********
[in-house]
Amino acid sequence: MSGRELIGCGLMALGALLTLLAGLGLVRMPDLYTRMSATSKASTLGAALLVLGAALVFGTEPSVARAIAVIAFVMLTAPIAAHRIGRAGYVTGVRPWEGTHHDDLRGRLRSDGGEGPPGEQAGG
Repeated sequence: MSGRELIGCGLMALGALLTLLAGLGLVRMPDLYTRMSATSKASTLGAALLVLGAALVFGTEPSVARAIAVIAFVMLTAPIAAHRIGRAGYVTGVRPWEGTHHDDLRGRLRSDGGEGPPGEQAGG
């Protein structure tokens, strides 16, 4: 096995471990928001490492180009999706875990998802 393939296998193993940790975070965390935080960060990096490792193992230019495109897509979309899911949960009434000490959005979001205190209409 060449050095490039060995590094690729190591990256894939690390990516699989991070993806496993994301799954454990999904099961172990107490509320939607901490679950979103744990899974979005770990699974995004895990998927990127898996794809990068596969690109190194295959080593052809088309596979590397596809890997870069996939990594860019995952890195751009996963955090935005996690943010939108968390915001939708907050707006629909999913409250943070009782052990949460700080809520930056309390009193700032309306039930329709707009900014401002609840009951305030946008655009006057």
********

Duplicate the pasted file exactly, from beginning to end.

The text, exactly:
[in-house]
Amino acid sequence: MSGRELIGCGLMALGALLTLLAGLGLVRMPDLYTRMSATSKASTLGAALLVLGAALVFGTEPSVARAIAVIAFVMLTAPIAAHRIGRAGYVTGVRPWEGTHHDDLRGRLRSDGGEGPPGEQAGG
Repeated sequence: MSGRELIGCGLMALGALLTLLAGLGLVRMPDLYTRMSATSKASTLGAALLVLGAALVFGTEPSVARAIAVIAFVMLTAPIAAHRIGRAGYVTGVRPWEGTHHDDLRGRLRSDGGEGPPGEQAGG
């Protein structure tokens, strides 16, 4: 096995471990928001490492180009999706875990998802 393939296998193993940790975070965390935080960060990096490792193992230019495109897509979309899911949960009434000490959005979001205190209409 060449050095490039060995590094690729190591990256894939690390990516699989991070993806496993994301799954454990999904099961172990107490509320939607901490679950979103744990899974979005770990699974995004895990998927990127898996794809990068596969690109190194295959080593052809088309596979590397596809890997870069996939990594860019995952890195751009996963955090935005996690943010939108968390915001939708907050707006629909999913409250943070009782052990949460700080809520930056309390009193700032309306039930329709707009900014401002609840009951305030946008655009006057």